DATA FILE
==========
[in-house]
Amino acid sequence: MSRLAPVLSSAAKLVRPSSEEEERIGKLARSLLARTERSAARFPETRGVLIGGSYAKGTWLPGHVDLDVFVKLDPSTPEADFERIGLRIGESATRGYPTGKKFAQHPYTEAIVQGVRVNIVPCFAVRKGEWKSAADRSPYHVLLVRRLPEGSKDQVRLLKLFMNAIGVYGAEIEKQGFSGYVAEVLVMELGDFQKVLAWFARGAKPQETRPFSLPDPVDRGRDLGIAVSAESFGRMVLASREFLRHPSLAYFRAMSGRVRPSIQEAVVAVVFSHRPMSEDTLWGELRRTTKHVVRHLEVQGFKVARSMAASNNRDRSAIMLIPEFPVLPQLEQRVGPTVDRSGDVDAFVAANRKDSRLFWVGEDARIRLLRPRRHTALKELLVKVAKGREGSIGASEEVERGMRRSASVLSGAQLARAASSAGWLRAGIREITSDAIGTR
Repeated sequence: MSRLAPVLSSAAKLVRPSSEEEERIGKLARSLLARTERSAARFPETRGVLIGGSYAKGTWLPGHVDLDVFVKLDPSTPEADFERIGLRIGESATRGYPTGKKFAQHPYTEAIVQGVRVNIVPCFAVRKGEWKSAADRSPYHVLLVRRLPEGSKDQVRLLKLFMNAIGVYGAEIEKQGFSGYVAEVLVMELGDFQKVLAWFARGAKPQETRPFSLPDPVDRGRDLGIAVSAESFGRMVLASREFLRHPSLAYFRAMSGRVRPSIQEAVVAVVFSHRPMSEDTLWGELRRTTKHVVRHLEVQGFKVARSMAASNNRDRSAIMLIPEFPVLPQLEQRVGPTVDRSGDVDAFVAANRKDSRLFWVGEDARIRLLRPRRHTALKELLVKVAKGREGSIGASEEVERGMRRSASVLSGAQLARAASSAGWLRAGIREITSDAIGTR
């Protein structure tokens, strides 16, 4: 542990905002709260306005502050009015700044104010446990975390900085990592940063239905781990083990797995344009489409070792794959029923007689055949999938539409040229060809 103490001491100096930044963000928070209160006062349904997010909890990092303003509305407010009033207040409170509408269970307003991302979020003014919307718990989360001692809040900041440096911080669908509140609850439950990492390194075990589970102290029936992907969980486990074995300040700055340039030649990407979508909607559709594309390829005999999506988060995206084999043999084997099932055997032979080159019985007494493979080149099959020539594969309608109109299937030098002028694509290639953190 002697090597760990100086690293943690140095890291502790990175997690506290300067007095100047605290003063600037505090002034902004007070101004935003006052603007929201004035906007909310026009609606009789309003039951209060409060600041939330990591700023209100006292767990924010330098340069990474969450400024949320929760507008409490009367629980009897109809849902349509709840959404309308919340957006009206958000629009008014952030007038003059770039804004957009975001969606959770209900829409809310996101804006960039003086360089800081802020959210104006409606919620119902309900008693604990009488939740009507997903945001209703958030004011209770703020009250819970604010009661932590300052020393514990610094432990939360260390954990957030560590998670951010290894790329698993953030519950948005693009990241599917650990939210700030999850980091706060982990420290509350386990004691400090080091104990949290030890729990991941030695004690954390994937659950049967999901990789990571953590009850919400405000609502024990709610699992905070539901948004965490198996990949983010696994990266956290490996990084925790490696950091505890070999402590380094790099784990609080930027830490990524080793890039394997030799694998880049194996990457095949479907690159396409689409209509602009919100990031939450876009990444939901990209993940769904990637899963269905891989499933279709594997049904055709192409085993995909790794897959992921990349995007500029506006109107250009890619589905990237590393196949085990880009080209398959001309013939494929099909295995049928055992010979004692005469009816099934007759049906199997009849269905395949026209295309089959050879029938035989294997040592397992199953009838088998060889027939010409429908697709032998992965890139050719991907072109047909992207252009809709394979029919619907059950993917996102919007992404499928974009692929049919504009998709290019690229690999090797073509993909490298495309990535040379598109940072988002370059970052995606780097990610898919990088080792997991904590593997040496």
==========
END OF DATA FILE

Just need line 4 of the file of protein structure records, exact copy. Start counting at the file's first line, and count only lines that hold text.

């Protein structure tokens, strides 16, 4: 542990905002709260306005502050009015700044104010446990975390900085990592940063239905781990083990797995344009489409070792794959029923007689055949999938539409040229060809 103490001491100096930044963000928070209160006062349904997010909890990092303003509305407010009033207040409170509408269970307003991302979020003014919307718990989360001692809040900041440096911080669908509140609850439950990492390194075990589970102290029936992907969980486990074995300040700055340039030649990407979508909607559709594309390829005999999506988060995206084999043999084997099932055997032979080159019985007494493979080149099959020539594969309608109109299937030098002028694509290639953190 002697090597760990100086690293943690140095890291502790990175997690506290300067007095100047605290003063600037505090002034902004007070101004935003006052603007929201004035906007909310026009609606009789309003039951209060409060600041939330990591700023209100006292767990924010330098340069990474969450400024949320929760507008409490009367629980009897109809849902349509709840959404309308919340957006009206958000629009008014952030007038003059770039804004957009975001969606959770209900829409809310996101804006960039003086360089800081802020959210104006409606919620119902309900008693604990009488939740009507997903945001209703958030004011209770703020009250819970604010009661932590300052020393514990610094432990939360260390954990957030560590998670951010290894790329698993953030519950948005693009990241599917650990939210700030999850980091706060982990420290509350386990004691400090080091104990949290030890729990991941030695004690954390994937659950049967999901990789990571953590009850919400405000609502024990709610699992905070539901948004965490198996990949983010696994990266956290490996990084925790490696950091505890070999402590380094790099784990609080930027830490990524080793890039394997030799694998880049194996990457095949479907690159396409689409209509602009919100990031939450876009990444939901990209993940769904990637899963269905891989499933279709594997049904055709192409085993995909790794897959992921990349995007500029506006109107250009890619589905990237590393196949085990880009080209398959001309013939494929099909295995049928055992010979004692005469009816099934007759049906199997009849269905395949026209295309089959050879029938035989294997040592397992199953009838088998060889027939010409429908697709032998992965890139050719991907072109047909992207252009809709394979029919619907059950993917996102919007992404499928974009692929049919504009998709290019690229690999090797073509993909490298495309990535040379598109940072988002370059970052995606780097990610898919990088080792997991904590593997040496």